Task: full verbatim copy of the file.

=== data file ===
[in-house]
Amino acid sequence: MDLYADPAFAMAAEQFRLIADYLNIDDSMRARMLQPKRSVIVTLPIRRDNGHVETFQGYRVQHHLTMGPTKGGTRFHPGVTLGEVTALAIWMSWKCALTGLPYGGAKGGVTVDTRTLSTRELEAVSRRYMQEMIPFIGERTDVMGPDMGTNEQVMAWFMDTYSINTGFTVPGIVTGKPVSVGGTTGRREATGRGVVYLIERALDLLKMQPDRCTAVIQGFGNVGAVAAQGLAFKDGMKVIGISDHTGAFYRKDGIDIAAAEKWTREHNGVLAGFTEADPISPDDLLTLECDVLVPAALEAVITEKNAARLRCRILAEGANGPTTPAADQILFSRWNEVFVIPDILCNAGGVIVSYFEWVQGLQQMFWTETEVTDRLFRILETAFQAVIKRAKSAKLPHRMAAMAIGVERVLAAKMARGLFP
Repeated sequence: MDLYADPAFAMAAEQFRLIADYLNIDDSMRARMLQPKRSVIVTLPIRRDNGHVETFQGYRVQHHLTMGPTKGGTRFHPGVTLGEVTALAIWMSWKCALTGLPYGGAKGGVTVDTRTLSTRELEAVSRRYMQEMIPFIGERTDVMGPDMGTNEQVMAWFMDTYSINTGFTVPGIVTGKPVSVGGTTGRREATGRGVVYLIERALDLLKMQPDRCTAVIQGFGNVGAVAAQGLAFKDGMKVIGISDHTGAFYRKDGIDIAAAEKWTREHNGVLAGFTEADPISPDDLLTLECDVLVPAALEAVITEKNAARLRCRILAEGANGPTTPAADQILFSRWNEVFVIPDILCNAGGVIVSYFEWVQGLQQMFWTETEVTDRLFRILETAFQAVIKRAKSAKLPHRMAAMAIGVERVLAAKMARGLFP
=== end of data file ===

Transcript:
[in-house]
Amino acid sequence: MDLYADPAFAMAAEQFRLIADYLNIDDSMRARMLQPKRSVIVTLPIRRDNGHVETFQGYRVQHHLTMGPTKGGTRFHPGVTLGEVTALAIWMSWKCALTGLPYGGAKGGVTVDTRTLSTRELEAVSRRYMQEMIPFIGERTDVMGPDMGTNEQVMAWFMDTYSINTGFTVPGIVTGKPVSVGGTTGRREATGRGVVYLIERALDLLKMQPDRCTAVIQGFGNVGAVAAQGLAFKDGMKVIGISDHTGAFYRKDGIDIAAAEKWTREHNGVLAGFTEADPISPDDLLTLECDVLVPAALEAVITEKNAARLRCRILAEGANGPTTPAADQILFSRWNEVFVIPDILCNAGGVIVSYFEWVQGLQQMFWTETEVTDRLFRILETAFQAVIKRAKSAKLPHRMAAMAIGVERVLAAKMARGLFP
Repeated sequence: MDLYADPAFAMAAEQFRLIADYLNIDDSMRARMLQPKRSVIVTLPIRRDNGHVETFQGYRVQHHLTMGPTKGGTRFHPGVTLGEVTALAIWMSWKCALTGLPYGGAKGGVTVDTRTLSTRELEAVSRRYMQEMIPFIGERTDVMGPDMGTNEQVMAWFMDTYSINTGFTVPGIVTGKPVSVGGTTGRREATGRGVVYLIERALDLLKMQPDRCTAVIQGFGNVGAVAAQGLAFKDGMKVIGISDHTGAFYRKDGIDIAAAEKWTREHNGVLAGFTEADPISPDDLLTLECDVLVPAALEAVITEKNAARLRCRILAEGANGPTTPAADQILFSRWNEVFVIPDILCNAGGVIVSYFEWVQGLQQMFWTETEVTDRLFRILETAFQAVIKRAKSAKLPHRMAAMAIGVERVLAAKMARGLFP